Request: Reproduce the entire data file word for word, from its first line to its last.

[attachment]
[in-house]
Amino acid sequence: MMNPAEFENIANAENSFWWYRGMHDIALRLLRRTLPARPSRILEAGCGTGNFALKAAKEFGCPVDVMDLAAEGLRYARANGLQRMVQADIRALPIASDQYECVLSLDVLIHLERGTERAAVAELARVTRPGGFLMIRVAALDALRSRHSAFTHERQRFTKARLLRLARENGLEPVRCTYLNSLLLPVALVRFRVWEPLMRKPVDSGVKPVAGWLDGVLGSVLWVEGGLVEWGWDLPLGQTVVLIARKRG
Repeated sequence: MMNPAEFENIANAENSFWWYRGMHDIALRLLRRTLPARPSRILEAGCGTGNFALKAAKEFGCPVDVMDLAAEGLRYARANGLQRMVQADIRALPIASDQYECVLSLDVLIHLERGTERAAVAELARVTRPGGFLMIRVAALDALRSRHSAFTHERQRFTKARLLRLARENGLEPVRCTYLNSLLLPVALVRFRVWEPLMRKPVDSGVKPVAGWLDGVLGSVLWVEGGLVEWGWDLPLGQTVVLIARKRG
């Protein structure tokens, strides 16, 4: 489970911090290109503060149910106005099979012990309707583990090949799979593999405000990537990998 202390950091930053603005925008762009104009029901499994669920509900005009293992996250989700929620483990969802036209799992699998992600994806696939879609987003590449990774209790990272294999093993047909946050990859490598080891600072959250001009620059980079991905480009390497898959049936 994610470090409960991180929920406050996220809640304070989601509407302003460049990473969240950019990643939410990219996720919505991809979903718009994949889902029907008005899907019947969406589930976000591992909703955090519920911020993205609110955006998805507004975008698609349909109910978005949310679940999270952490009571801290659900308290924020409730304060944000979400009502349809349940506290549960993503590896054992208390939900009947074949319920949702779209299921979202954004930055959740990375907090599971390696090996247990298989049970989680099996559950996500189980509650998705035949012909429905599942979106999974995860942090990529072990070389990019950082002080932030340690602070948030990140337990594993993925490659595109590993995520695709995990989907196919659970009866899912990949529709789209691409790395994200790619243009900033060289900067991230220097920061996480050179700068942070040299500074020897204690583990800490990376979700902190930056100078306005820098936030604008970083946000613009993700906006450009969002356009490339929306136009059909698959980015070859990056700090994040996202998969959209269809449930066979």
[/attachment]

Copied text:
[in-house]
Amino acid sequence: MMNPAEFENIANAENSFWWYRGMHDIALRLLRRTLPARPSRILEAGCGTGNFALKAAKEFGCPVDVMDLAAEGLRYARANGLQRMVQADIRALPIASDQYECVLSLDVLIHLERGTERAAVAELARVTRPGGFLMIRVAALDALRSRHSAFTHERQRFTKARLLRLARENGLEPVRCTYLNSLLLPVALVRFRVWEPLMRKPVDSGVKPVAGWLDGVLGSVLWVEGGLVEWGWDLPLGQTVVLIARKRG
Repeated sequence: MMNPAEFENIANAENSFWWYRGMHDIALRLLRRTLPARPSRILEAGCGTGNFALKAAKEFGCPVDVMDLAAEGLRYARANGLQRMVQADIRALPIASDQYECVLSLDVLIHLERGTERAAVAELARVTRPGGFLMIRVAALDALRSRHSAFTHERQRFTKARLLRLARENGLEPVRCTYLNSLLLPVALVRFRVWEPLMRKPVDSGVKPVAGWLDGVLGSVLWVEGGLVEWGWDLPLGQTVVLIARKRG
């Protein structure tokens, strides 16, 4: 489970911090290109503060149910106005099979012990309707583990090949799979593999405000990537990998 202390950091930053603005925008762009104009029901499994669920509900005009293992996250989700929620483990969802036209799992699998992600994806696939879609987003590449990774209790990272294999093993047909946050990859490598080891600072959250001009620059980079991905480009390497898959049936 994610470090409960991180929920406050996220809640304070989601509407302003460049990473969240950019990643939410990219996720919505991809979903718009994949889902029907008005899907019947969406589930976000591992909703955090519920911020993205609110955006998805507004975008698609349909109910978005949310679940999270952490009571801290659900308290924020409730304060944000979400009502349809349940506290549960993503590896054992208390939900009947074949319920949702779209299921979202954004930055959740990375907090599971390696090996247990298989049970989680099996559950996500189980509650998705035949012909429905599942979106999974995860942090990529072990070389990019950082002080932030340690602070948030990140337990594993993925490659595109590993995520695709995990989907196919659970009866899912990949529709789209691409790395994200790619243009900033060289900067991230220097920061996480050179700068942070040299500074020897204690583990800490990376979700902190930056100078306005820098936030604008970083946000613009993700906006450009969002356009490339929306136009059909698959980015070859990056700090994040996202998969959209269809449930066979």